Best of AP — Honorable Mention


Planning and subject expertise allowed AP to dominate coverage of a monumental US Supreme Court case

A demonstrator holds a banner outside of the U.S. Supreme Court, Feb. 8, 2024, in Washington. The U.S. Supreme Court will take up a historic case that could decide whether Donald Trump is ineligible for the 2024 ballot under Section 3 of the 14th Amendment. AP PHOTO / JOSE LUIS MAGANA


The expertise of AP’s team and detailed advanced planning allowed the AP to dominate coverage of oral arguments before the U.S. Supreme Court in a case to determine whether Donald Trump can remain on the ballot.

A plan across all formats produced a fast, responsive report that gave AP’s readers a 360-degree view of the monumental case. The expertise of Supreme Court reporter Mark Sherman and fast filing of Washington desk editor Tom Strong allowed AP to be the first to alert and produce a full story capturing the scepticism of the justices that states had the right to remove a presidential candidate from their ballot. Sherman was joined at the court by democracy team reporter Nicholas Riccardi, who produced a lively and insightful in-the-moment blog as arguments were unfolding, incorporating his own assessment exchanges in the court while weaving in color and reaction from reporters in the field.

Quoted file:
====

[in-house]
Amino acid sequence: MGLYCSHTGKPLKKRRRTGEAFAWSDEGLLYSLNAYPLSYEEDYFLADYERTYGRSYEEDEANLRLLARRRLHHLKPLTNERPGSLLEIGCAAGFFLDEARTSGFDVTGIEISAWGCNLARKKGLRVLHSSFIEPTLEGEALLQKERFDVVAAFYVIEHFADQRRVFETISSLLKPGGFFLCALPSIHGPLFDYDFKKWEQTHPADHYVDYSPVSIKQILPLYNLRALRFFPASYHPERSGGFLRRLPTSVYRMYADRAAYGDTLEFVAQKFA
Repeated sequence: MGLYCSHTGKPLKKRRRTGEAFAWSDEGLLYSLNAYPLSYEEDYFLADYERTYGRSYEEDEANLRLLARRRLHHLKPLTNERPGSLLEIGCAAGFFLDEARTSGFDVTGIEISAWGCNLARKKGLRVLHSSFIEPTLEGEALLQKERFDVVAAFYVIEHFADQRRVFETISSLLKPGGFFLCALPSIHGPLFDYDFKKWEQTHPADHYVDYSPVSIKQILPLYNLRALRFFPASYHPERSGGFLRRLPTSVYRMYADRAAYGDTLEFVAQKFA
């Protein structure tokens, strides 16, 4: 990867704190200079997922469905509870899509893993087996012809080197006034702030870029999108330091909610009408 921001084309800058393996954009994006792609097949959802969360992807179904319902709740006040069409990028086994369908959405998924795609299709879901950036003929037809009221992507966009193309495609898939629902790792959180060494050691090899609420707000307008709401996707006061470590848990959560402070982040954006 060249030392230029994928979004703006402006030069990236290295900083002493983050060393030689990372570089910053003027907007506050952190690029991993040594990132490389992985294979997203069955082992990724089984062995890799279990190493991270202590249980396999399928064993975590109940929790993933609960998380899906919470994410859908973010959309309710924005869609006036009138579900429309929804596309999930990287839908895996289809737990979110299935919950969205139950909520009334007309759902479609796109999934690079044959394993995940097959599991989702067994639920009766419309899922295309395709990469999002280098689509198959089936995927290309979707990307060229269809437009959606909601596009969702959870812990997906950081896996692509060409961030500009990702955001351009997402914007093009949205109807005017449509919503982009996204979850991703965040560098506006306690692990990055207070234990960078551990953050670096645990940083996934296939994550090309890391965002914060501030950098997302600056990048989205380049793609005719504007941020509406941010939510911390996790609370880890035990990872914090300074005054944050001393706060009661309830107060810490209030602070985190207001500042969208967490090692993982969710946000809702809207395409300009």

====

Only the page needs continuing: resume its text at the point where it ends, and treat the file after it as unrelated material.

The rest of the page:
AP’s livestream provided five hours of continuous coverage while Sherman and reporter Lindsay Whitehurst did on-camera interviews. Audio, photos and a sketch artist who provided inside-the-courtroom images rounded out the coverage.

The stakes couldn’t have been higher, and AP’s coverage met the moment, deeply engaging its audience on all platforms.

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